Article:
Beyond Circularity: Maximizing efficiency and minimizing waste

Feb 19, 2024

In 2022, Valmet launched an ambitious R&D program and ecosystem called Beyond Circularity. 'Resource-efficient industries' is one of its seven streams. It aims to develop solutions for maximizing efficiency and minimizing waste.

Why was 'Resource-efficient industries' selected as a stream?

“Maximizing efficiency and minimizing waste are vital circularity targets and are crucial for our customers. These topics have long been on Valmet’s agenda, so it was natural to include them in the Beyond Circularity program,” says Sampo Immonen, leader of the stream and Director, Line R&D in Valmet’s Paper business line.

Photo: Sampo Immonen spoke about the Resource-efficient industries stream at the Beyond Circularity ecosystem event in September 2023. 


What kind of topics does the stream contain? 

“We’re innovating and developing new technologies to find more energy-efficient solutions for our customers. We’re also developing solutions to close material loops and to utilize the low-energy heat lost in industrial processes to enhance material and water efficiency, and to use materials with a high energy content as energy storage in the industry as a part of smart electricity networks. We’re also developing sustainable new solutions for machine components,” Immonen says.

All these topics are strongly linked to Valmet’s Climate program – Forward to a carbon-neutral future and support its ambitious targets.

Research and development work is undertaken in five sub-streams:

  • Energy-efficient technologies
  • Raw material efficiency
  • Closed water loops
  • Fossil-free technology
  • Sustainable machine components.


Collaborating with ecosystem partners

“Today, collaboration is even more important in product development, as we need quick solutions for the complex challenges we face. I believe the program will give a good boost to our research and development work,” says Immonen.

The stream has five ecosystem projects, which have received funding from Business Finland and the EU:

  • Co-innovation project CARAMEL: Circular processes and sustainable applications for novel hard metal coatings and structures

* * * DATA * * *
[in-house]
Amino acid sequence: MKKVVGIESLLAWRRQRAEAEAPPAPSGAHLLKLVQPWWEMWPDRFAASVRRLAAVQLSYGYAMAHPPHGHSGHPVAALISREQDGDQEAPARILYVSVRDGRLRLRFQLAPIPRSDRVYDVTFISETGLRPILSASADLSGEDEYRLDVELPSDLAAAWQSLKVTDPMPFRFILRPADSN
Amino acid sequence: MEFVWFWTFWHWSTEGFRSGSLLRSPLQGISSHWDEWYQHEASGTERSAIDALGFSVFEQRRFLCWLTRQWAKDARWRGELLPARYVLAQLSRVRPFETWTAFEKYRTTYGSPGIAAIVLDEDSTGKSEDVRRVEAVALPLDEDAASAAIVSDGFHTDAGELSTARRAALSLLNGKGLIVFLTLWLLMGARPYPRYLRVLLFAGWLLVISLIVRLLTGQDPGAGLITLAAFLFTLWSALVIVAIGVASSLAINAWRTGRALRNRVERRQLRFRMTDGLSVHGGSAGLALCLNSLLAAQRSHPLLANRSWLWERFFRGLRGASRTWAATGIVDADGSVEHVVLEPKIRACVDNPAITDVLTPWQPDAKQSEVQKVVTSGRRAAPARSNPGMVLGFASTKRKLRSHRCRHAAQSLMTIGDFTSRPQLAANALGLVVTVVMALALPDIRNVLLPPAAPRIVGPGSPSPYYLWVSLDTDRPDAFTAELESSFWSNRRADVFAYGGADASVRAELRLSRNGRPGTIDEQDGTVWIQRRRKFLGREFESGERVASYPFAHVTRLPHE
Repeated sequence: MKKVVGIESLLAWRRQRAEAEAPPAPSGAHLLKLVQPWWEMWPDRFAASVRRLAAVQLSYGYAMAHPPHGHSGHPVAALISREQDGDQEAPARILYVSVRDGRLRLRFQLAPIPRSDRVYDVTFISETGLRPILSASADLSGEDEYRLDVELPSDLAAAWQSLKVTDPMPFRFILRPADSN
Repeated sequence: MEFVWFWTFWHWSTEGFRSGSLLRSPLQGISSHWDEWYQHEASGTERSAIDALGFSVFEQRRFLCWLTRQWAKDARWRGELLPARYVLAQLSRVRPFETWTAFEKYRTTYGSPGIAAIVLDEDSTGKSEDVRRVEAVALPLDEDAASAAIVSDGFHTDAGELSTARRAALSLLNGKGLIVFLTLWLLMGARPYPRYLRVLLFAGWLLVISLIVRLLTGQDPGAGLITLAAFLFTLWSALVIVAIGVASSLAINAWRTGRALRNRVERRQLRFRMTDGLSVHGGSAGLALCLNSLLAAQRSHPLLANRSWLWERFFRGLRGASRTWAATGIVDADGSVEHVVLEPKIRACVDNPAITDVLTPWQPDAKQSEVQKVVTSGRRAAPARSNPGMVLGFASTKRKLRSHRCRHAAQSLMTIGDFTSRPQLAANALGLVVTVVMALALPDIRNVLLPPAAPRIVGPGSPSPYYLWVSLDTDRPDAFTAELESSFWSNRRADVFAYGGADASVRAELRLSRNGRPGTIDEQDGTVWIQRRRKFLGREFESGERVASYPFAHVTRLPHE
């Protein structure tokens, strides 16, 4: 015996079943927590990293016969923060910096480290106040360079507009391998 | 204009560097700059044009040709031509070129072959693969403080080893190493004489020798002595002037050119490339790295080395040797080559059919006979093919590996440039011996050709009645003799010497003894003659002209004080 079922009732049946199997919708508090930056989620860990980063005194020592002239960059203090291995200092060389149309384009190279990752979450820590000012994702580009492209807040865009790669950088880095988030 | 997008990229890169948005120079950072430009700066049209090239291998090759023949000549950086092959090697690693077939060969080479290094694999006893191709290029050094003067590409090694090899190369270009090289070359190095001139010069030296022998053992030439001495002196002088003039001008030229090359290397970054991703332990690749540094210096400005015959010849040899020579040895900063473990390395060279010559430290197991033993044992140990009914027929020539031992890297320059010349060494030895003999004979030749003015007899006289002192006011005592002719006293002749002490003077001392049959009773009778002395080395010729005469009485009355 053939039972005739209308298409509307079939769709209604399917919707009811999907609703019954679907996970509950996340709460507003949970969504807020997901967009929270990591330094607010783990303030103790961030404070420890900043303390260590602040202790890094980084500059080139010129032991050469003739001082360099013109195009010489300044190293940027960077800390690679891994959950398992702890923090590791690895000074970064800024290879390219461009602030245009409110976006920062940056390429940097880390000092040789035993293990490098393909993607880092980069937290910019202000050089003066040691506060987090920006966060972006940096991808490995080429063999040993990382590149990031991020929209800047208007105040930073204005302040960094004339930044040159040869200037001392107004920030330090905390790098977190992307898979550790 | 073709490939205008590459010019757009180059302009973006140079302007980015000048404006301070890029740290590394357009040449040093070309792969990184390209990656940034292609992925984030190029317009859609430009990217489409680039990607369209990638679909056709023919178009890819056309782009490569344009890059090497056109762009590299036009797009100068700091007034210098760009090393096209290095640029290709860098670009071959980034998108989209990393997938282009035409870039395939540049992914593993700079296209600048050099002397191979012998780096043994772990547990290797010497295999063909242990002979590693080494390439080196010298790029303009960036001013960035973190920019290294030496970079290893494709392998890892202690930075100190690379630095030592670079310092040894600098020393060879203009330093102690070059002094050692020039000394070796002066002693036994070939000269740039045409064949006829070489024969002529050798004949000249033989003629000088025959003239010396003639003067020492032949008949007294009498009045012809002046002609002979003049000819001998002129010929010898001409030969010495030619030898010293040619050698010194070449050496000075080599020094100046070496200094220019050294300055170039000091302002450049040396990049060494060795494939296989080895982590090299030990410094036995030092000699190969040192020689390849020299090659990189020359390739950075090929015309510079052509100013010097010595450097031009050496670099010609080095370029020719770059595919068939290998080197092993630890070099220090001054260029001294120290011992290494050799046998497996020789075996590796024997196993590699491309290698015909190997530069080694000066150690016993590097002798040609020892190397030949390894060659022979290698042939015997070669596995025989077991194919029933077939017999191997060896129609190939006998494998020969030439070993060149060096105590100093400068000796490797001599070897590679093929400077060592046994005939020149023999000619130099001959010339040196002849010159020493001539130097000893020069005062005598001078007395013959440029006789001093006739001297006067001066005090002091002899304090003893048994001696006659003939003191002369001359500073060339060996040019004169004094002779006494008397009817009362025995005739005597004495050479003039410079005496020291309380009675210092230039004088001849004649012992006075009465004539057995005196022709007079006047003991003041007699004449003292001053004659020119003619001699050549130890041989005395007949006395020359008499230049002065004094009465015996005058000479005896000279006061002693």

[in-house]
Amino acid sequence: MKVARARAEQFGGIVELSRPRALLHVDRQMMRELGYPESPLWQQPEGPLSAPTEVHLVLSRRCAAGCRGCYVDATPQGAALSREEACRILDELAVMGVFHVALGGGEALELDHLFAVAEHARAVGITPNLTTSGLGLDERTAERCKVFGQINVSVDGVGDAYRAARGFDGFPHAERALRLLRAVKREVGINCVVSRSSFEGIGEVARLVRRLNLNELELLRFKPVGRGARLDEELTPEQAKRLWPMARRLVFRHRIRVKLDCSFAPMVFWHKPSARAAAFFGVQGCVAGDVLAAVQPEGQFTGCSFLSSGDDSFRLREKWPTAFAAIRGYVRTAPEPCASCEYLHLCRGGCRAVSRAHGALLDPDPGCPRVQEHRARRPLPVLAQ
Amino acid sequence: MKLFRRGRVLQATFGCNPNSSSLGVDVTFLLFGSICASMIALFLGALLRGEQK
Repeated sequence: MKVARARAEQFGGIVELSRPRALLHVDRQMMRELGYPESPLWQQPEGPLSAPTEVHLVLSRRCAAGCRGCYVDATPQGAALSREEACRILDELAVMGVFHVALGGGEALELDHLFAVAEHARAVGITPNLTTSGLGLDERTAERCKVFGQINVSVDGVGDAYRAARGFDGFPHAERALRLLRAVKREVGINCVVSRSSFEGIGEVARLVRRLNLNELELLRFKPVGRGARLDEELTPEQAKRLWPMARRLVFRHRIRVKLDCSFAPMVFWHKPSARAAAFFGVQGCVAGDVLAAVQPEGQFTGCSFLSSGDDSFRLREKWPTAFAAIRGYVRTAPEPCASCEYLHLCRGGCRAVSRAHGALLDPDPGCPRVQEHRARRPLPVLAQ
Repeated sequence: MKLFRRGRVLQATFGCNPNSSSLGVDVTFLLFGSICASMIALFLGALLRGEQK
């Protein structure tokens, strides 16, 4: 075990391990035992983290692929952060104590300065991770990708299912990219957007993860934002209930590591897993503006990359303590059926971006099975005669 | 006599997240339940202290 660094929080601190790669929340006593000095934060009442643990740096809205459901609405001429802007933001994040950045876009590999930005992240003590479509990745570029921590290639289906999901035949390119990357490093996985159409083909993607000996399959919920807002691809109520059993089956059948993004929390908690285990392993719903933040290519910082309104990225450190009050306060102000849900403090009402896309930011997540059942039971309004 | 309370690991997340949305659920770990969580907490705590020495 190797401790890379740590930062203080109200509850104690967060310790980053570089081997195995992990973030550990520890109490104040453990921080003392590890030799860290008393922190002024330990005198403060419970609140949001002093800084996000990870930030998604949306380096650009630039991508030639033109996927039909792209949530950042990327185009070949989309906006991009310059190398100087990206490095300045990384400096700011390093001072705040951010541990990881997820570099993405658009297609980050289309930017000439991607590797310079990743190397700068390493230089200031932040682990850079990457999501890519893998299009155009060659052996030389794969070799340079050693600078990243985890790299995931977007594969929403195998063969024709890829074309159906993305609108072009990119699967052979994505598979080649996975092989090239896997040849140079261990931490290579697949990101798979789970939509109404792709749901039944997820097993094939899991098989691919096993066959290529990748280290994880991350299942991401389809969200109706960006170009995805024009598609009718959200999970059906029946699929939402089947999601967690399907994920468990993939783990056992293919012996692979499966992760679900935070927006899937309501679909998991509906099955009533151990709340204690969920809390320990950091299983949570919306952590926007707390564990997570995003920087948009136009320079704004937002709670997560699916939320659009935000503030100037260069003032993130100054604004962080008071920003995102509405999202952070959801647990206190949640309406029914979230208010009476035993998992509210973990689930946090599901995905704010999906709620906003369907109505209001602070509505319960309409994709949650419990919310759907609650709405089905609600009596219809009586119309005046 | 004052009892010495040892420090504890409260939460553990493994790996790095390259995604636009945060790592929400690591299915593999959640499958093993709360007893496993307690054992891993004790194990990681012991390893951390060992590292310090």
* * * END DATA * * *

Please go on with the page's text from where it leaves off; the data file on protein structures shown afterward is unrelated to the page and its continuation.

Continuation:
• Resilient bronze company co-innovation project
  • Co-research project POWER Beyond: Process optimization with frictionless and vibrationless technologies for energy efficiency and circularity. Read more below. 
  • Co-research project Emission Free Pulping aims to significantly reduce biomass burning and increase the product yield of wood material used for pulping from approximately 50% to around 70%. Read more here
  • SteamDry (superheated steam drying), an EU-funded project revolutionizing the paper industry with superheated steam drying technology. Read more here


An exciting example: POWER Beyond co-research project

Video: Air barrier load and eccentricity testing in the Aalto University laboratory

The POWER Beyond co-research project is seeking innovations and applications for frictionless aerostatic bearings, aerostatic sealing and improved vibration control. Working with Aalto University and other industrial partners, we are especially looking for ways of making paper machine rolls more energy efficient.

“A paper machine roll traditionally features oil-lubricated pads for deflection compensation, a method that requires energy because of pumping and friction. We’re exploring opportunities to replace these hydrodynamic bearings with frictionless aerostatic seal units and loading shoes that adapt to the roll’s surface and movement,” says Valmet’s Technology Manager Jyrki Huovila.

If it proves feasible, the project may result in aerostatic applications with a wide industrial appeal. Such aerostatic bearings would allow looser tolerances and would be cheaper to produce.

Another key research area is improved vibration control, which could enable higher drive speed ranges and more efficient machinery within various industries. Valmet is especially interested in improving the vibration stability of paper machine winders through active hydraulics.

The project began in 2022 and will continue into 2025. The research has already produced promising breakthroughs, and the first proof of concept with test equipment was successful in a laboratory setting.

Read more about the project.